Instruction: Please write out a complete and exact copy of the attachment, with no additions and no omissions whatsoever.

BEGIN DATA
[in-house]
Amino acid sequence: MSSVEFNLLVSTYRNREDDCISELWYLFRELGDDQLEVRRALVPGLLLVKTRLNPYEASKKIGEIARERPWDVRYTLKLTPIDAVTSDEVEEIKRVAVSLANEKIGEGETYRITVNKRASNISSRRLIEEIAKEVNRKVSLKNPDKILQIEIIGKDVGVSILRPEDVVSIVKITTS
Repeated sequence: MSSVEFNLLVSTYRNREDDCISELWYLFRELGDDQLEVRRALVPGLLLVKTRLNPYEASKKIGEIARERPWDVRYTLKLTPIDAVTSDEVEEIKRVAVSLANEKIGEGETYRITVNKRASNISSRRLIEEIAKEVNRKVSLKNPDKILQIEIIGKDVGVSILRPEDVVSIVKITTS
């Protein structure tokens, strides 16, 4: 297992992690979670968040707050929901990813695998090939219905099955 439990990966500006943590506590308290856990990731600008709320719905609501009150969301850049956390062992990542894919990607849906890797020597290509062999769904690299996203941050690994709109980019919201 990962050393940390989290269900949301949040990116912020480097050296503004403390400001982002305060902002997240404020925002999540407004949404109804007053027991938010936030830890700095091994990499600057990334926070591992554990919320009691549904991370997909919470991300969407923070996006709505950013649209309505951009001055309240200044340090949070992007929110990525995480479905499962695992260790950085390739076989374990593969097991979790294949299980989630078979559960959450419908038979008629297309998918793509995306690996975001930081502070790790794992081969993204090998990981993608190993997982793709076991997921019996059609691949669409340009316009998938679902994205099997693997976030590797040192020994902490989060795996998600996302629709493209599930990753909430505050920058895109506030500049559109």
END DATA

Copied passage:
[in-house]
Amino acid sequence: MSSVEFNLLVSTYRNREDDCISELWYLFRELGDDQLEVRRALVPGLLLVKTRLNPYEASKKIGEIARERPWDVRYTLKLTPIDAVTSDEVEEIKRVAVSLANEKIGEGETYRITVNKRASNISSRRLIEEIAKEVNRKVSLKNPDKILQIEIIGKDVGVSILRPEDVVSIVKITTS
Repeated sequence: MSSVEFNLLVSTYRNREDDCISELWYLFRELGDDQLEVRRALVPGLLLVKTRLNPYEASKKIGEIARERPWDVRYTLKLTPIDAVTSDEVEEIKRVAVSLANEKIGEGETYRITVNKRASNISSRRLIEEIAKEVNRKVSLKNPDKILQIEIIGKDVGVSILRPEDVVSIVKITTS
């Protein structure tokens, strides 16, 4: 297992992690979670968040707050929901990813695998090939219905099955 439990990966500006943590506590308290856990990731600008709320719905609501009150969301850049956390062992990542894919990607849906890797020597290509062999769904690299996203941050690994709109980019919201 990962050393940390989290269900949301949040990116912020480097050296503004403390400001982002305060902002997240404020925002999540407004949404109804007053027991938010936030830890700095091994990499600057990334926070591992554990919320009691549904991370997909919470991300969407923070996006709505950013649209309505951009001055309240200044340090949070992007929110990525995480479905499962695992260790950085390739076989374990593969097991979790294949299980989630078979559960959450419908038979008629297309998918793509995306690996975001930081502070790790794992081969993204090998990981993608190993997982793709076991997921019996059609691949669409340009316009998938679902994205099997693997976030590797040192020994902490989060795996998600996302629709493209599930990753909430505050920058895109506030500049559109």